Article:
Police and Drug Testing

Pharmacy Times
Volume 0

In late July of this year, The BostonGlobe reported the arrest of 3 officersof the Boston Police Department thatare to have allegedly distributed anabolicsteroids and guarded massive amountsof cocaine.

On the heels of this announcement,Mayor Thomas M. Menino of Boston saidthat he would do his best to see thatBoston officers are tested for steroids.The police union president did notoppose adding steroids to the list of testeddrugs, but he was concerned that thehair test being used by the departmentwas not totally accurate.

No one would dispute that police officershave a dangerous job and thatkeeping in top physical shape is a priorityfor officers, especially those in uniformwho work the street on a dailybasis and have the most chance of seriousinjury or death during something asroutine as a traffic stop. This quest forstrength and fitness can sometimeslead to the use of anabolic steroids—something that is not unheard of in thelaw enforcement world.

In the early 1990s, I assisted in theCincinnati Police Department's randomdrug-testing program by advising it onprescription drugs that needed to bepart of the screen. At the time, I felt itwas one of the more comprehensive inthe country, because we had succeededin including hydrocodone and oxycodone,in addition to trueopiates like morphine andcodeine, into the basictest, along with benzodiazepines.

Anabolic steroids werealso mentioned in our meetings,but as The BostonGlobe alluded to, this testwas expensive, consideringthe small chance that anumber of officers were takingthese dangerous drugs.

One other item westressed was that drug testingof any kind needed tobe witnessed if it was toultimately be effective.Drug users who know theyare subject to random testingwill carry "clean" urinein their underwear and beable to heat it up to anacceptable temperature on the dashboardof their car by running thedefroster.

One officer arrested for drug possessionhad his 7-year-old daughter urinatein a cup before he brought the sample tobe tested. A female officer kept cleanurine in a small container she concealedin her vagina covered with cellophane.Even when it was witnessed, the officerwas able to puncture the cellophane covering,and drop the clean urine into thetest bottle.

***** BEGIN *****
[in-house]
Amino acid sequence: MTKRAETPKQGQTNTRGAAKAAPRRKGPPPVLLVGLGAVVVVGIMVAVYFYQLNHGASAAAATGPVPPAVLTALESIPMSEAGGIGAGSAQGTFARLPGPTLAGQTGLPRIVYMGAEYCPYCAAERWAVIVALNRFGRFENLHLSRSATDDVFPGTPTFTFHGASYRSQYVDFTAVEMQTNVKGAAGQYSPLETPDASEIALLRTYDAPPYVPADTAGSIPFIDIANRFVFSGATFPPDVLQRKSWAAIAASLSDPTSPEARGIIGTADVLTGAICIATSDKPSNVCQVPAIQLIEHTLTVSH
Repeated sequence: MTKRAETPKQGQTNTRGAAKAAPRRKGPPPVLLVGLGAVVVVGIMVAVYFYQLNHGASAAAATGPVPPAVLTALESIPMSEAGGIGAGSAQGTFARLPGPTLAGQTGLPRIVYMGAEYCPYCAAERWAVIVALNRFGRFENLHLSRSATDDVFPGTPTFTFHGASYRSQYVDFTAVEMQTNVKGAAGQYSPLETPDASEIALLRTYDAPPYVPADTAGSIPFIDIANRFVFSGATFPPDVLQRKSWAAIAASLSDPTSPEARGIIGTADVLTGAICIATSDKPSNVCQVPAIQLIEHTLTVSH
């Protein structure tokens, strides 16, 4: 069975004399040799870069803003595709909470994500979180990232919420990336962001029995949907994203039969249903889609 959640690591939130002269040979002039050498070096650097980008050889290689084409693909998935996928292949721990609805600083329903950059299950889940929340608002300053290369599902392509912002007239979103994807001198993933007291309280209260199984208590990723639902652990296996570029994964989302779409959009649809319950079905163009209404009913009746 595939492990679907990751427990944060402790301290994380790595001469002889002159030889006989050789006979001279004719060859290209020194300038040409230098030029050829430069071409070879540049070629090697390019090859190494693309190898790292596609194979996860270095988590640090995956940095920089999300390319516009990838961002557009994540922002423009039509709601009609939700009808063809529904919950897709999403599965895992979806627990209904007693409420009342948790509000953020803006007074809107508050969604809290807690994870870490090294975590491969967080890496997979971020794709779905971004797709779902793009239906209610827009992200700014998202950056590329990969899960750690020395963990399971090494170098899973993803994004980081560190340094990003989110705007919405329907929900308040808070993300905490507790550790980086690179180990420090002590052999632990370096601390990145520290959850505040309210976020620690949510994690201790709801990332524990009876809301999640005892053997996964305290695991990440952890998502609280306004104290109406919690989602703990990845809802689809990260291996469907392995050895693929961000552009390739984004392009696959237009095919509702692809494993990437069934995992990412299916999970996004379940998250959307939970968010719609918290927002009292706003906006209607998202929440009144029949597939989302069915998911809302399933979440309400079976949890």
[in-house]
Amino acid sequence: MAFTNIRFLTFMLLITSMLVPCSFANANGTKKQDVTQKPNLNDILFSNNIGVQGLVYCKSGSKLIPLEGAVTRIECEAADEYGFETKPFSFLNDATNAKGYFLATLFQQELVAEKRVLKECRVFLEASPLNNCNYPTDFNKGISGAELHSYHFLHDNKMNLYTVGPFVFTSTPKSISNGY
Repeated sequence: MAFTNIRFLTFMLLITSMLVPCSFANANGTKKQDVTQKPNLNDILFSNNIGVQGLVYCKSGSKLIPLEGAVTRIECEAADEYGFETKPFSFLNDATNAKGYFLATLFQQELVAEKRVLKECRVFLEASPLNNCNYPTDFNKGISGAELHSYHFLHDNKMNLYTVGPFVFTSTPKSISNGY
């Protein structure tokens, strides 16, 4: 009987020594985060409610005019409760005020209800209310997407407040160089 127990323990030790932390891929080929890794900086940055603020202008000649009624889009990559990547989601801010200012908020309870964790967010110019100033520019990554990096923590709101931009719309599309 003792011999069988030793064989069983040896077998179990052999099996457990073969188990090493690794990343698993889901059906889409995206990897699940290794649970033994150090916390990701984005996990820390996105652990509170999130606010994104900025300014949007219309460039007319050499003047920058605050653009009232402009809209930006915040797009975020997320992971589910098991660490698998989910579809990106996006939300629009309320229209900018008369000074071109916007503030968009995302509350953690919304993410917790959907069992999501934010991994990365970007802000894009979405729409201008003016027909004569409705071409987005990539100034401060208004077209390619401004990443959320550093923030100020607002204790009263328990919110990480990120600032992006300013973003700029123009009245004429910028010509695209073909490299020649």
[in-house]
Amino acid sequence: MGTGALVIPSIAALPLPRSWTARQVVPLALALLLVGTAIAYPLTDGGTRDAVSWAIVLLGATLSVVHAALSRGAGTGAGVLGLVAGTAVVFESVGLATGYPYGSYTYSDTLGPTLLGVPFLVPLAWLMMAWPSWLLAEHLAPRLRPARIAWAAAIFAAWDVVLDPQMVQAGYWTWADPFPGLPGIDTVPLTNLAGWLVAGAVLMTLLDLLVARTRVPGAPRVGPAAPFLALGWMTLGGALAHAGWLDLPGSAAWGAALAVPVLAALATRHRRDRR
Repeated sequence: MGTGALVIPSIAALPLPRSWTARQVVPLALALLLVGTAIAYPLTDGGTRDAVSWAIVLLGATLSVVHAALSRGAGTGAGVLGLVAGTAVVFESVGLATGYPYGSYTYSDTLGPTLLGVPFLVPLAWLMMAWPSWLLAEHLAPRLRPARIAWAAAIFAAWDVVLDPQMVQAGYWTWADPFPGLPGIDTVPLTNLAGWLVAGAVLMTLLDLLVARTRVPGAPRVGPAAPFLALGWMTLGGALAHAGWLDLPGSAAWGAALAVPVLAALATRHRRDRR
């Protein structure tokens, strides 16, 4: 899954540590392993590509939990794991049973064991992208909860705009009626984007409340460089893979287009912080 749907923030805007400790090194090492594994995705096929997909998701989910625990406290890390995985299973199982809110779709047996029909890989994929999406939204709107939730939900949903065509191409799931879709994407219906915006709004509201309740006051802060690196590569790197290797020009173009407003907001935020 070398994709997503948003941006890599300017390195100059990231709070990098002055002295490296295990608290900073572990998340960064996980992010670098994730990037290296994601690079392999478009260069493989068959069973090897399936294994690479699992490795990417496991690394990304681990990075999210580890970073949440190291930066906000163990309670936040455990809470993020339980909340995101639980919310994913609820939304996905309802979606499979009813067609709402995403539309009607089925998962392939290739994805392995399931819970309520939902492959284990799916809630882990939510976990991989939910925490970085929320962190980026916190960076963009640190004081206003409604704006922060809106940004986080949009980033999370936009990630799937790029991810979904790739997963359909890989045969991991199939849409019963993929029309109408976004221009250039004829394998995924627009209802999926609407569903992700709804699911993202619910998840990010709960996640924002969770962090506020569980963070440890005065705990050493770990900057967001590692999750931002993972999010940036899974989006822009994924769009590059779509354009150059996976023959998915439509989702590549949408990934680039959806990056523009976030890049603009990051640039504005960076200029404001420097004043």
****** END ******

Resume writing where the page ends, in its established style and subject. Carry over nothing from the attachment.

So what do most police officers thinkabout drug testing? In the beginning,there was some resistance—usually talkof false positives and possible nightmaresof switched samples—but thisstone wall quickly ended. It endedbecause the vast majority of police officers,as in most professions, do not useillegal drugs and do not condone theircoworkers who do.

This is especially true in police work,since officers oftentimes count on theirpartner or the adjoining beat officer toprotect them in the most dangerous ofcircumstances. Counting on these officersto back them up means being freeof illegal substances so that they can providethe optimum assistance if needed.An impaired police officer is of little useto his or her partner and may actuallycreate a bigger problem than if he or shehad no partner at all.

The question as to whether anabolicsteroids are worthy of being added tothese screens is probably still up fordebate, but random witnessed drug testingfor public safety agencies is not.Police officers and other professionalsthat literally have the public's safety intheir hands should have these programsintact. The public, as well as the officers' coworkers, has the right to expect thatthe people who safeguard them are notimpaired in any way.

John Burke, commander of the Warren County, Ohio, drug task force and retiredcommander of the Cincinnati Police Pharmaceutical Diversion Squad, isa 38-year veteran of law enforcement. Cmdr Burkealso is the current president of the National Association of Drug DiversionInvestigators. For information, he can be reached by e-mail at burke@choice.net, viathe Web site www.rxdiversion.com, or by phone at 513-336-0070.

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